These days, small businesses don’t have to stay small for long. When you’re driven by big ideas, and empowered by cloud services and social media, rapid growth is an achievable – if sometimes still rather daunting – goal. 

But what marks out the businesses that succeed in both growing fast and keeping pace with customers’ changing expectations?

Based on the survey responses of over 3,800 small-business sales, service and marketing leaders, we’ve identified six benchmarks for growth.

Here are the first three…

1. Mobile apps boost productivity

We know that high performers sell more with mobile sales apps and mobile can be a real friend to the growing business – helping comparatively small sales and service teams connect with more prospects and customers. 3

Logan LaHive, CEO at Belly – the world’s largest loyalty rewards program – explains:

Mobile has completely changed how our outside sales team interacts with new Belly businesses. Our reps can easily close deals in a matter of clicks, cutting out 15 hours of manual data entry a week.

Although, right now, small businesses are generally lagging a little behind their larger competitors in terms of mobile adoption, the evidence suggests many are already preparing to seize the initiative.

Indeed, over the coming two years, the use of mobile apps by small businesses is set to grow by:

  • 140% in sales roles
  • 219% in customer service roles

High-performing small businesses appear to be ahead of the mobile curve. In fact, top sales teams are nearly three times more likely than their peers to rate their mobile capabilities as outstanding – while top service teams are 3½ times more likely to do the same.

2. Data and analytics drive customer-centric decisions

When it comes to data-driven decision making, cloud computing has steamrollered the playing field. 

Powerful cloud analytics tools are now available to every organisation – not just those with the huge budgets and specialist skillsets needed to build and maintain them in-house.

High-performing small businesses are capitalising on this easy access to insights, with 53% of top small-business sales teams currently taking advantage of analytics in some capacity.

Top sales and service teams are also more likely to rate their analytics capabilities as ‘outstanding’ across a range of analytics functions. For example:

  • Collecting, analysing and acting on customer/prospect feedback 
  • Gathering insights across the entire customer lifecycle
  • Using intelligence to predict customer needs and activity

This last function, predictive analytics (using existing data to anticipate future events) is set to take off dramatically in the next 12-18 months, with use soaring by:

  • 181% in small-business sales teams
  • 139% in small-business service teams

As you might expect, top-performing sales and service teams are leading the way when it comes to predictive tools – they’re over twice as likely to be currently using predictive analytics than their less successful peers.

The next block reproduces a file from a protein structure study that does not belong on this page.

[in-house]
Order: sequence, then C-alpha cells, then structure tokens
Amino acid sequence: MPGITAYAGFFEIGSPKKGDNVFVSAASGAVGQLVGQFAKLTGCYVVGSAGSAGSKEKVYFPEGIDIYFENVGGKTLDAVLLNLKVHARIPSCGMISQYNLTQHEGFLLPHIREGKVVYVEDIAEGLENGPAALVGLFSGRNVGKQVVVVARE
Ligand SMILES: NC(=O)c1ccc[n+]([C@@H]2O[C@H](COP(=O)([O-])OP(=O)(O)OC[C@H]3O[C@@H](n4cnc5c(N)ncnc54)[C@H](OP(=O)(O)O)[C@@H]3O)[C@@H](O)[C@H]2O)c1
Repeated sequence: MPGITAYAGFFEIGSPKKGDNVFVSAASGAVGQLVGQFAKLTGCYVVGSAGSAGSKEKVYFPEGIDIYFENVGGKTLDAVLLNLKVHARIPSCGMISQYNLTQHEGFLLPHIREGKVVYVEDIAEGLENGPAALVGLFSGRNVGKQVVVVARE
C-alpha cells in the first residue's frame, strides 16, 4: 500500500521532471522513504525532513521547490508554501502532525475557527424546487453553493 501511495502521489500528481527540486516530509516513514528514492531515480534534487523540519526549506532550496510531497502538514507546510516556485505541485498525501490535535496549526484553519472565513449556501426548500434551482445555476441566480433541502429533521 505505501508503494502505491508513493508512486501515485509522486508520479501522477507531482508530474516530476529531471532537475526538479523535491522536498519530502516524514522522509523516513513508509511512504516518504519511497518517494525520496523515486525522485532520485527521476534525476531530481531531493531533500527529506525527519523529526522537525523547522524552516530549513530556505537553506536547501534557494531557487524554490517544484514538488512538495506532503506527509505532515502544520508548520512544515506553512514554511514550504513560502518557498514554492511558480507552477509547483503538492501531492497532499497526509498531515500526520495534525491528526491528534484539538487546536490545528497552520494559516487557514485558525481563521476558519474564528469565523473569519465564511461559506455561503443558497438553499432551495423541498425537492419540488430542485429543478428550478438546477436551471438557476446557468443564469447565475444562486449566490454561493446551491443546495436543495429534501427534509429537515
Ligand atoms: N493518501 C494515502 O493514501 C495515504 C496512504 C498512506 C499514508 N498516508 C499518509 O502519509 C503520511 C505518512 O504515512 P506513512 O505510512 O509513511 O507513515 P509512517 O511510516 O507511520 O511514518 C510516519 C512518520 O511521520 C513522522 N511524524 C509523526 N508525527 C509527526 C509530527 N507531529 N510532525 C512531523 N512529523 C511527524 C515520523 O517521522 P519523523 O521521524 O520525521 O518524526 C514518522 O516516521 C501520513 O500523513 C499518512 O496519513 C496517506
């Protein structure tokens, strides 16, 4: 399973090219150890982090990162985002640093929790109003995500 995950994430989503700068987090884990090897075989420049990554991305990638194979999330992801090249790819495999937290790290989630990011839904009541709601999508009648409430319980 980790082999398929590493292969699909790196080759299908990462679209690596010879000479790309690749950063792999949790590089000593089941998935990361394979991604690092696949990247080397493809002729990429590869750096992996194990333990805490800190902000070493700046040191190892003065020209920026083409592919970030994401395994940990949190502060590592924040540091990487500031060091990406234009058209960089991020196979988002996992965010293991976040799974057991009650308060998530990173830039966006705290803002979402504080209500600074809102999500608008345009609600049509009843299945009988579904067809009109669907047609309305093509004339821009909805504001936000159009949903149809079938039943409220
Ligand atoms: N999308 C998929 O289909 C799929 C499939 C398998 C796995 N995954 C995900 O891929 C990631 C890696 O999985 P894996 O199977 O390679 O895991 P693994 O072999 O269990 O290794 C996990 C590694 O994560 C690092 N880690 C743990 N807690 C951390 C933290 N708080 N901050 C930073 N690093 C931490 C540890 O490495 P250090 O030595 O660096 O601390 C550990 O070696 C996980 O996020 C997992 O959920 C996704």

3. Teams scale with automation, social and mobile marketing

When your budgets are modest, you need to make every outlay count. Here are three areas where small businesses say their investments are really paying off.

Marketing Automation

Only one-fifth of small-business marketers currently use marketing automation, but the majority of those that do are pretty staunch advocates, with 67% rating the tool as effective or very effective. 

Marketing automation’s power to help small teams operate at scale can make it a great fit for the smaller business – and it seems like the word is spreading: another 29% of small-business marketers plan to put automation into action in the next 12 months.

Mobile Marketing

SMS, push notifications, mobile apps, location-based promotions – mobile marketing, in its many forms – is delivering real results for small businesses.

A whopping 89% of small-business marketers report integrating mobile into their overall strategy is at least somewhat effective – with 54% saying it’s effective or very effective. (The same proportion also rank mobile apps as a very important or absolutely critical technology for creating a cohesive customer journey.)

Social Marketing

For many small-business marketers, social isn’t just about managing reputation and building brand awareness. It’s at the heart of what their business does.

Among small businesses that use social media marketing:

  1. 52% see it as a critical enabler of their products and services
  2. 18% say it’s directly linked to their business’s primary source of revenue

And the importance of social is only growing greater, with 65% of small-business marketers currently upping their social spend.

Fascinating stuff. So, what are the other three benchmarks?

You can read the complete report – featuring all six benchmarks, and the full findings.

We hope they help you size up your own business, and its current capacity for rapid, successful growth.